Review: Denizen Merchant’s Reserve 8 Year Old Rum

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Denizen Merchant's Reserve 8 Year Old Rum
Denizen Merchant’s Reserve 8 Year Old Rum

Navigating the rum category can be difficult for the uninitiated. Like wine, rum often has distinct regional characteristics and style, which can make it difficult to compare two rums that look relatively similar. The rum picture gets even muddier when you introduce multi-island blends into the mix.  Denizen Rum is one of a number of rum companies that doesn’t make their own rum, instead they buy their rums from regional distilleries and then blend them. These blended “merchant” rums aren’t inferior to the individually produced regional rums, and they can often offer unique marriages between island rums that are interesting in their own right.

In 2012, Denizen launched their first blend, Denizen Aged White Rum, which brought together a fiery, funky Jamaican pot still rum and a light, sweet, and affable Trinidad rum. The combination of rums in Denizen Aged White Rum worked extremely well and the result was a flavorful and very mixable rum. Building on the success of their white rum, Denizen Rum is now expanding their portfolio with an aged offering.

Denizen Merchant’s Reserve 8 Year Old Rum is a blend of a medium-bodied “Plummer style” Jamaican rum (made from molasses, cane juice, syrup from sugar production, dunder, and skimmings from the previous rum production) with Rhum Grande Arome from Martinique. Martinique is famous for its production of Rhum Agricole, which is made from fresh pressed sugar cane. Rhum Grande Arome is considered an inferior style of Martinique Rhum, made from the leftover residue in the still after the distillation of Rhum Agricole (vinasse) and deeply fermented molasses.

On its own Rhum Grande Arome may not be very desirable, but in a blend it has the ability to bring a highly aromatic character. It’s an interesting move for Denizen to pull from two fairly aromatic and funky styles of rum, considering their first effort was focused so much on attenuating those elements, but we suspect that Denizen had the popular Smith & Cross Jamaican Rum in its crosshairs when designing its Merchant’s Reserve. Smith & Cross is a high proof (57% ABV), bold and flavorful Jamaican rum that’s quite popular among craft bartenders, but it can often be a bit much for those who are unaccustomed to its funky style of rum. Denizen also pays homage to Trader Vic with this rum, who made his Mai Tais with a blend of Jamaican and Martinique rums.

Denizen Merchant’s Reserve 8 Year Old Rum (43% ABV / 86 proof, $29.99) – dark amber in color, the nose on Denizen Merchant’s Reserve is extremely aromatic and does a great job of showcasing the dimensionality of a molasses-based rum. Deep, dark, rich molasses leaps out of the glass, backed by caramel, vanilla extract, brown sugar, dried apricot, roasted banana, and a dash of oak spice. There’s a lot going on in a nose that has nice depth and character without being overly assertive or unapproachable. The entry is much softer than the nose would suggest, leading with brown sugar, molasses, vanilla extract, and dried apricot. Although these flavors are traditionally sweet, they are presented more dry than lush.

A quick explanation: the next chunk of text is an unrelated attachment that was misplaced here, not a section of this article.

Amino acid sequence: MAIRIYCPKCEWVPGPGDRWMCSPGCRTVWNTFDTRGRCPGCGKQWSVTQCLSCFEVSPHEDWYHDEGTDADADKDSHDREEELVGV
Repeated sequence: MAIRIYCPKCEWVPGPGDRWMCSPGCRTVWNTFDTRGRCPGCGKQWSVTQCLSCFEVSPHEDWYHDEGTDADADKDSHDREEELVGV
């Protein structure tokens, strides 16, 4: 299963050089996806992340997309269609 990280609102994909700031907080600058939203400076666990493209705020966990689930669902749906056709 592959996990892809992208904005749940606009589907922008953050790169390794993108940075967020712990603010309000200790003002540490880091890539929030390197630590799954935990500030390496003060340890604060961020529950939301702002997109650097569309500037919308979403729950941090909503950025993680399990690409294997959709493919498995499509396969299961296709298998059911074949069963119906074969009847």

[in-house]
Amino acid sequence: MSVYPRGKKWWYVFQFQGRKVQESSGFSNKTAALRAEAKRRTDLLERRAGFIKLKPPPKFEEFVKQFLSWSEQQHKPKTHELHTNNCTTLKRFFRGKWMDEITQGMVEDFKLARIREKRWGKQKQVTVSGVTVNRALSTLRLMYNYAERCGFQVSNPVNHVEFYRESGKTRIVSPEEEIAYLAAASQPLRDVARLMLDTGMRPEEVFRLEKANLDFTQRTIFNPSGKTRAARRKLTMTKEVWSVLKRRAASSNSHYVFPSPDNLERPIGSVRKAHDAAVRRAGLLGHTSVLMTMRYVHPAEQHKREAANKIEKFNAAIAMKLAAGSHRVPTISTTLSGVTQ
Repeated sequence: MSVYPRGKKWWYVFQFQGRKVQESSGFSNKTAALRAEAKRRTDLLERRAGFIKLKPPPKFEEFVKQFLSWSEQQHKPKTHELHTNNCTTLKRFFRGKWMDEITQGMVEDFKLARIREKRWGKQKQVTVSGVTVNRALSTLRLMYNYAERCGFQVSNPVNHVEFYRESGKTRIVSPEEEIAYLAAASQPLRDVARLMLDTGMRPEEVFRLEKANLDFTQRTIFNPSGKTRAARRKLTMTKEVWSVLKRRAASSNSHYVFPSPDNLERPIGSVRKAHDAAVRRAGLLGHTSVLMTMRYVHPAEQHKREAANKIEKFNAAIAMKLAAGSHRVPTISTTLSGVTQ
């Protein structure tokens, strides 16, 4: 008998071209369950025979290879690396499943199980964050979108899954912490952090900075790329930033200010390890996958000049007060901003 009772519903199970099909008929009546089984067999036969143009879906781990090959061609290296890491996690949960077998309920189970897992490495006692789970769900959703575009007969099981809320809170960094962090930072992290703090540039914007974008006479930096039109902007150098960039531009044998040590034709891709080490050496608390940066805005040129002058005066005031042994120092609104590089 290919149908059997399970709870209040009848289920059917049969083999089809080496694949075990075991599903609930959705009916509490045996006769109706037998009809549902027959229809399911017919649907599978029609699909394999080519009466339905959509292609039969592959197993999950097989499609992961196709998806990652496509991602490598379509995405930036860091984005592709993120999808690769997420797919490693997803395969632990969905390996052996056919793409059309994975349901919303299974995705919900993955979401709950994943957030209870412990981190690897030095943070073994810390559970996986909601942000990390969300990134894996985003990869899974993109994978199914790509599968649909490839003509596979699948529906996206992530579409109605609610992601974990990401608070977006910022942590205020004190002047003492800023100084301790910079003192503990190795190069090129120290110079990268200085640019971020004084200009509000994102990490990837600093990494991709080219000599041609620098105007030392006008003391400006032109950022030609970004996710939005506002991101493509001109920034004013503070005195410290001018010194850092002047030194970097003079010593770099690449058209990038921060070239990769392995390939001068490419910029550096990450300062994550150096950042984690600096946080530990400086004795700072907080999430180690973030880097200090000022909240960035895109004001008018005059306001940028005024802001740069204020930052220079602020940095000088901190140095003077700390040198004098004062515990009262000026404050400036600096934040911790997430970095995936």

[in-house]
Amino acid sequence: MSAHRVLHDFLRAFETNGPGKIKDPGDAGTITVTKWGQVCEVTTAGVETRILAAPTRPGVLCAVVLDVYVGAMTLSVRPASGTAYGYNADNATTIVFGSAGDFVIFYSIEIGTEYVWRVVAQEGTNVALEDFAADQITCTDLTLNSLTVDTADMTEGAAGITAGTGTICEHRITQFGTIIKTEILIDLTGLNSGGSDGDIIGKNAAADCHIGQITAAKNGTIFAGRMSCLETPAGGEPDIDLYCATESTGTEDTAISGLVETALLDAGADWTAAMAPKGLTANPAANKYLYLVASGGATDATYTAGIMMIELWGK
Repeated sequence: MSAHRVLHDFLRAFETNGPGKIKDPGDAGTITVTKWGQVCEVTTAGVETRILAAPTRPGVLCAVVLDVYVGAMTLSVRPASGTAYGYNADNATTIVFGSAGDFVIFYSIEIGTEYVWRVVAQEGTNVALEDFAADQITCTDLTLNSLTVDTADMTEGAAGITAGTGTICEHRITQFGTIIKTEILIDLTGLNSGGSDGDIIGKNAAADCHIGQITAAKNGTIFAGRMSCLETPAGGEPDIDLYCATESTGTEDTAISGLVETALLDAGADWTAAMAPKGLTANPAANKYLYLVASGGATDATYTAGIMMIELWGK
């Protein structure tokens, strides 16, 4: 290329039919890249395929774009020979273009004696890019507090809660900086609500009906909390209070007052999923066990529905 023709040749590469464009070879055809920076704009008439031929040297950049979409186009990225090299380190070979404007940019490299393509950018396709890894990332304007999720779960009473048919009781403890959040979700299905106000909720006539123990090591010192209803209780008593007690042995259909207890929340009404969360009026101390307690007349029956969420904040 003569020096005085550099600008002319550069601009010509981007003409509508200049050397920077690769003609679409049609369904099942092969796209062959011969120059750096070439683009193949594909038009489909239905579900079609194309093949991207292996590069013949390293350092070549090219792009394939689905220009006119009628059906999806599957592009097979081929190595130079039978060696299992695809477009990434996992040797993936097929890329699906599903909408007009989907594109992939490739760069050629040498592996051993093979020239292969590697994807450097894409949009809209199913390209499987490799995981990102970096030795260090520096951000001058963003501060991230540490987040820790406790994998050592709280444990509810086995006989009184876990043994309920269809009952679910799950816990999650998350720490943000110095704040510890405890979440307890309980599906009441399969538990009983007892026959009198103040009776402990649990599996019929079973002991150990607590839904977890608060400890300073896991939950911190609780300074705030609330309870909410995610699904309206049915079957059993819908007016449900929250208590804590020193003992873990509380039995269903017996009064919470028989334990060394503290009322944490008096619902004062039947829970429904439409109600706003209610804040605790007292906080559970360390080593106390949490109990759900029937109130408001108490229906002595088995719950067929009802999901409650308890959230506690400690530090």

With so much going on in the nose, we expected more flavor from the get-go, but the entry comes off a little dull. As we head towards the midpalate, more of the flavors in the rum do slowly start to emerge, but waiting for them feels like getting stuck behind a slow car on an otherwise open road. Once they do arrive it’s a very nice blend of spice with black pepper, clove, nutmeg, and oak. The midpalate also takes on some strong acidity with the addition of burnt orange peel and fire-roasted pineapple. The finish is medium length and slightly dry with bit of heat that lingers on the palate long after the flavors of the spirit have gone.

It’s clear from the structure and taste experience that Denizen was designed as a mixing rum, and it does much better when mixed. Denizen Merchant’s Reserve adds some really nice aromatics to the classic daiquiri while still allowing it to be balanced and clean. It performs fairly well in a Mai Tai, again lending really nice aromatics without making things too sweet. While not a perfect rum, Denizen has done a solid job of adding another tool to the arsenal for craft bartenders. Aromatically, Denizen Merchant’s Reserve is a home run, but we would have liked to seen more oomph in the entry and a better flavor bridge between the opening and the midpalate.

Denizen has managed to create a much kindler, gentler alternative to Smith and Cross, but the very thing that’s great about Smith and Cross is its wild and fiery character, which magically transforms when you mix it with lime and sugar. In many ways, drinking Denizen Merchant’s Reserve Rum is like watching your favorite movie on cable, only to have to suffer having all the bad words bleeped out. Sure, it’s still a good movie, but somehow it’s just not the same.

  • We did a simple comparison of Denizen Merchant’s reserve vs. Hamilton – I made [fat washed] Hot Buttered Rum. The drinkers uniformly preferred the Hamilton, as did I. I would not use it in recipes were it is the principle rum flavor.